Concerns that artificial intelligence will pose a danger if it develops consciousness are misplaced, says Jim Davies.
What is it that makes us worry about artificial intelligence (AI)? The White House is the latest to weigh in on the possible threats posed by clever machines in a report last week. As two of those involved write in a Comment piece on page 311, scientific and political focus on extreme future risks can distract us from problems that already exist.
Part of the reason for this concentration on severe, existential threats from AI comes from misplaced attention on the possibility that such technology could develop consciousness. Recent headlines suggest that respected thinkers such as Bill Gates and Stephen Hawking are concerned about machines becoming self-aware. At some point, a piece of software will ‘wake up’, prioritize its desires above ours and threaten humanity’s existence.
But, when we worry about AI, machine consciousness is not as important as people think. In fact, careful reading of the warnings from Gates, Hawking and others show that they never actually mention consciousness. Furthermore, the fear of self-awareness distorts public debate. AI becomes defined as dangerous or not purely on the basis of whether it is conscious or not. We must realize that stopping an AI from developing consciousness is not the same as stopping it from developing the capacity to cause harm.
Where did this concern of machine consciousness come from? It seems mainly a worry of laypeople and journalists. Search for news articles about AI threats, and it’s almost always the journalist who mentions consciousness. Although we do lots of things unconsciously, such as perceiving visual scenes and constructing the sentences we say, people seem to associate complicated plans with deliberate, conscious thought. It seems inconceivable to do something as complex as taking over the world without consciously thinking about it. So it could be that people have a hard time imagining that AI could pose an existential threat unless it also had conscious thought.
Some researchers argue that consciousness is an important part of human cognition (although they don’t agree on what its functions are), and some counter that it serves no function at all. But even if consciousness is vitally important for human intelligence, it is unclear whether it’s also important for any conceivable intelligence, such as one programmed into computers. We just don’t know enough about the role of consciousness — be it in humans, animals or software — to know whether it’s necessary for complex thought.
It might be that consciousness, or our perception of it, would naturally come with superintelligence. That is, the way we would judge something as conscious or not would be based on our interactions with it. A superintelligent AI would be able to talk to us, create computer-generated faces that react with emotional expressions just like somebody you’re talking to on Skype, and so on. It could easily have all of the outward signs of consciousness. It might also be that development of a general AI would be impossible without consciousness.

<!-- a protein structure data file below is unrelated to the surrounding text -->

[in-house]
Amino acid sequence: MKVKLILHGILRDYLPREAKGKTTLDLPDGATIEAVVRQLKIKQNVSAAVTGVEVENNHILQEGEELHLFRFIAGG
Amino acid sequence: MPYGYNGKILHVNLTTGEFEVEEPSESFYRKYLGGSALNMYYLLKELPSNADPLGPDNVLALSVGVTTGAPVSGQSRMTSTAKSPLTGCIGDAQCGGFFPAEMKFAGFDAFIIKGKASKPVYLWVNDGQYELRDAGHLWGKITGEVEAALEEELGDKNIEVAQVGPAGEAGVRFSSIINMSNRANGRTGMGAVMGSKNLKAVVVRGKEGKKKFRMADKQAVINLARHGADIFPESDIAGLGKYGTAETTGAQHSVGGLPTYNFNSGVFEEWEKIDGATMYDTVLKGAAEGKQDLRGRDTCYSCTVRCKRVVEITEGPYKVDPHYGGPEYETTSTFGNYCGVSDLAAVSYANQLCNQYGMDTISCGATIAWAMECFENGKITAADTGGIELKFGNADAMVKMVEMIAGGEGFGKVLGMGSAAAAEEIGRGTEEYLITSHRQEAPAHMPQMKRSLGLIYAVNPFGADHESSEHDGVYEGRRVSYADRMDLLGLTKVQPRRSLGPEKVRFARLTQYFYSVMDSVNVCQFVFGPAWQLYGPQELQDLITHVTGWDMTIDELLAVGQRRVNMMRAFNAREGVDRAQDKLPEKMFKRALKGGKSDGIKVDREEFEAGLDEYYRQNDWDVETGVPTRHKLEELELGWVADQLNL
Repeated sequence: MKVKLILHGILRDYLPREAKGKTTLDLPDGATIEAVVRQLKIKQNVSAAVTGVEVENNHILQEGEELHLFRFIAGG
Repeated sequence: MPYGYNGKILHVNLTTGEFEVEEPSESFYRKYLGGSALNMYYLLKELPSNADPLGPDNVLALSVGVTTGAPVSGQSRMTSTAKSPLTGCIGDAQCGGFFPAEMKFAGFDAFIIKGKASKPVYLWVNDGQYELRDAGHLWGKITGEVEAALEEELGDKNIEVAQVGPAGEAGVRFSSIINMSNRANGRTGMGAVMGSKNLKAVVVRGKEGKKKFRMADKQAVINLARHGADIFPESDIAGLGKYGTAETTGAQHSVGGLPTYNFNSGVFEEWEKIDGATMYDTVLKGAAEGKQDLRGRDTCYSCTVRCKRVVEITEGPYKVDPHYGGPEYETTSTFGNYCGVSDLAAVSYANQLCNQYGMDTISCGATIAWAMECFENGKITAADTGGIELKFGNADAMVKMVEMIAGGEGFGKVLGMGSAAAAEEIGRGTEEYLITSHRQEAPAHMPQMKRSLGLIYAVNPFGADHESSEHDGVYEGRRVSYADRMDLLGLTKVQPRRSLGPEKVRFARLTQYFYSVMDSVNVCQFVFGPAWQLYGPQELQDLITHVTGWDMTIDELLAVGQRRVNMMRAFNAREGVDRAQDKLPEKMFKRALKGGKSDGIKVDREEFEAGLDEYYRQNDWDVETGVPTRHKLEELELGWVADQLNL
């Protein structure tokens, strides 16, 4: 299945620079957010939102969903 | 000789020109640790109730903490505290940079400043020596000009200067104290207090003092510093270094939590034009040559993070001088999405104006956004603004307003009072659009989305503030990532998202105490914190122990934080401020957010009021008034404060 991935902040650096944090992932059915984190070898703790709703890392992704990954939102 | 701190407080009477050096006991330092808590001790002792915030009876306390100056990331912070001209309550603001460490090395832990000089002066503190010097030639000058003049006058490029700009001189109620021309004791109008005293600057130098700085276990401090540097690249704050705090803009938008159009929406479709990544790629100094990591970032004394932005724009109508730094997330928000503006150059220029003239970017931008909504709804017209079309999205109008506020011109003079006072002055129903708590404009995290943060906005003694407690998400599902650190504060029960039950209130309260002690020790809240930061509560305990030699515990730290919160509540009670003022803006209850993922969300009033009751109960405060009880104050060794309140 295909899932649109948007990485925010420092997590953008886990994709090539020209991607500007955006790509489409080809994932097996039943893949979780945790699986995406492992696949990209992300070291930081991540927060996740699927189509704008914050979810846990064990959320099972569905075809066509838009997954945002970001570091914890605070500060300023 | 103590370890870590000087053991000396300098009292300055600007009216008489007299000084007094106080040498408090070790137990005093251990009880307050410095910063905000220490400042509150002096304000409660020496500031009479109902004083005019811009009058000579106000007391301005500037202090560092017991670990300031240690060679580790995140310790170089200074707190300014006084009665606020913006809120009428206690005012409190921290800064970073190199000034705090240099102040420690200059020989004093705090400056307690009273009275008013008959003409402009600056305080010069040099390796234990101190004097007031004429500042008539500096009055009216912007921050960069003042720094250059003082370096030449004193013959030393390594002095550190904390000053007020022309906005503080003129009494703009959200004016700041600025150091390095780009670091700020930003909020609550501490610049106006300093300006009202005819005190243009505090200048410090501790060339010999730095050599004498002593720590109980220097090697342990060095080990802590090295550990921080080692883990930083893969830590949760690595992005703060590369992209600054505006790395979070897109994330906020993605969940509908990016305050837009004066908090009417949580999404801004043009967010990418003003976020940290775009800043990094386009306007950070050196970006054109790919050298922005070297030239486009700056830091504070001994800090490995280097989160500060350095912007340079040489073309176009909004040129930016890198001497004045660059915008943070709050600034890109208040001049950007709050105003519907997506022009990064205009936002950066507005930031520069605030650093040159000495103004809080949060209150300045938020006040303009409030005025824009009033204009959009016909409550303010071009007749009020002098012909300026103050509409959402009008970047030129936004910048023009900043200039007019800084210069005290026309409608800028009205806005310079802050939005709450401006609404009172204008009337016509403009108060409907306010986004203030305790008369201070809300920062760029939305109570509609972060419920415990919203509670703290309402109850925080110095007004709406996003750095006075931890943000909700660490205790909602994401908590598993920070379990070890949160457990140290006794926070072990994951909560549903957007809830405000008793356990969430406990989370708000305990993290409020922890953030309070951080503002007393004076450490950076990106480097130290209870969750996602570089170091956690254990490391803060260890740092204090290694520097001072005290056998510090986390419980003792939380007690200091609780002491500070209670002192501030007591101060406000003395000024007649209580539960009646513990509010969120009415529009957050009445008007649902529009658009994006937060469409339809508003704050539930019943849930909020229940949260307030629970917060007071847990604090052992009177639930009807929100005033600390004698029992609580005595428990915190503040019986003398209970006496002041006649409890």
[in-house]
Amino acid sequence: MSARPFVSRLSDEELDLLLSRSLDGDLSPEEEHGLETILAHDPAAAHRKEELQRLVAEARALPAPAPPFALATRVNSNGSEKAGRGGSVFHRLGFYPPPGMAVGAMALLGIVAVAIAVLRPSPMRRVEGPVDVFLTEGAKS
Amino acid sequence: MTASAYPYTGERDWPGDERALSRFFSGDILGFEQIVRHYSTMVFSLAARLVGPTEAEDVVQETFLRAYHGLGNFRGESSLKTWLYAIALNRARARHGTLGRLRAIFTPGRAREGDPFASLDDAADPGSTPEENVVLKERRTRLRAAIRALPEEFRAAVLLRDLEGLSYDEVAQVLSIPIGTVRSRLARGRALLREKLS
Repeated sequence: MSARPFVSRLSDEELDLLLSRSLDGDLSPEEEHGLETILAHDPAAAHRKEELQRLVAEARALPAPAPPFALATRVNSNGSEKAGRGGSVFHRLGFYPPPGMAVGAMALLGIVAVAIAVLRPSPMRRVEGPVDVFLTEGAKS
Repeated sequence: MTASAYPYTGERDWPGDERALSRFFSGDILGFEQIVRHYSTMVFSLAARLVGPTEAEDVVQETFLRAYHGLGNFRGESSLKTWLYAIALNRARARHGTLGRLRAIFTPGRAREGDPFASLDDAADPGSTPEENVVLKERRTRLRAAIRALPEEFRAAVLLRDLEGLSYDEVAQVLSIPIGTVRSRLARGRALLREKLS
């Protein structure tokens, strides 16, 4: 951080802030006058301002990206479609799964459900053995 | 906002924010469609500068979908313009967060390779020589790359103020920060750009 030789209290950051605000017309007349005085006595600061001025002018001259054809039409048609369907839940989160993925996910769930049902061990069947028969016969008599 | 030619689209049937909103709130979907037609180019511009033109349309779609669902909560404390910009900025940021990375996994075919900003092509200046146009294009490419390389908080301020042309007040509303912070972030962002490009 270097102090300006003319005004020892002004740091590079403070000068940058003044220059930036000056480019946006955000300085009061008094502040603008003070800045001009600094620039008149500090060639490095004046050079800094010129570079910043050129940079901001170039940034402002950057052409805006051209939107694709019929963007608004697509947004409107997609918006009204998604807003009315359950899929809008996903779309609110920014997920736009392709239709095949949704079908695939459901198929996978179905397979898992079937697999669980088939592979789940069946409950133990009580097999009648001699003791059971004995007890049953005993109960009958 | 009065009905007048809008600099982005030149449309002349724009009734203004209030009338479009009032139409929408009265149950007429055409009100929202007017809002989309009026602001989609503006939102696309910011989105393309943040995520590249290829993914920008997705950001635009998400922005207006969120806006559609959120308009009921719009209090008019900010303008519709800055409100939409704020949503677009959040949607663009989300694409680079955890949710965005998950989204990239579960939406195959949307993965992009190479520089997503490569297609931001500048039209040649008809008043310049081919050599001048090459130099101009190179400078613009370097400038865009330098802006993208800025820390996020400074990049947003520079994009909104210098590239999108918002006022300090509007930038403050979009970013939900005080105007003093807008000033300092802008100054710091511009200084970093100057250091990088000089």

(It’s worth noting that a conscious superintelligent AI might actually be less dangerous than a non-conscious one, because, at least in humans, one process that puts the brakes on immoral behaviour is ‘affective empathy’: the emotional contagion that makes a person feel what they perceive another to be feeling. Maybe conscious AIs would care about us more than unconscious ones would.)
Either way, we must remember that AI could be smart enough to pose a real threat even without consciousness. Our world already has plenty of examples of dangerous processes that are completely unconscious. Viruses do not have any consciousness, nor do they have intelligence. And some would argue that they aren’t even alive.
In his book Superintelligence (Oxford University Press, 2014), the Oxford researcher Nick Bostrom describes many examples of how an AI could be dangerous. One is an AI whose main ambition is to create more and more paper clips. With advanced intelligence and no other values, it might proceed to seek control of world resources in pursuit of this goal, and humanity be damned. Another scenario is an AI asked to calculate the infinite digits of pi that uses up all of Earth’s matter as computing resources. Perhaps an AI built with more laudable goals, such as decreasing suffering, would try to eliminate humanity for the good of the rest of life on Earth. These hypothetical runaway processes are dangerous not because they are conscious, but because they are built without subtle and complex ethics.
Rather than obsess about consciousness in AI, we should put more effort into programming goals, values and ethical codes. A global race is under way to develop AI. And there is a chance that the first superintelligent AI will be the only one we ever make. This is because once it appears — conscious or not — it can improve itself and start changing the world according to its own values.
Once built, it would be difficult to control. So, one safety precaution would be to fund a project to make sure the first superintelligent AI is friendly, beating any malicious AI to the finish line. With a well-funded body of ethics-minded programmers and researchers, we might get lucky.
Related links in Nature Research
Related external links
About this article
Cite this article
Davies, J. Program good ethics into artificial intelligence. Nature (2016). https://doi.org/10.1038/538291a
This article is cited by
Word vector embeddings hold social ontological relations capable of reflecting meaningful fairness assessments
AI & SOCIETY (2022)
AI & SOCIETY (2021)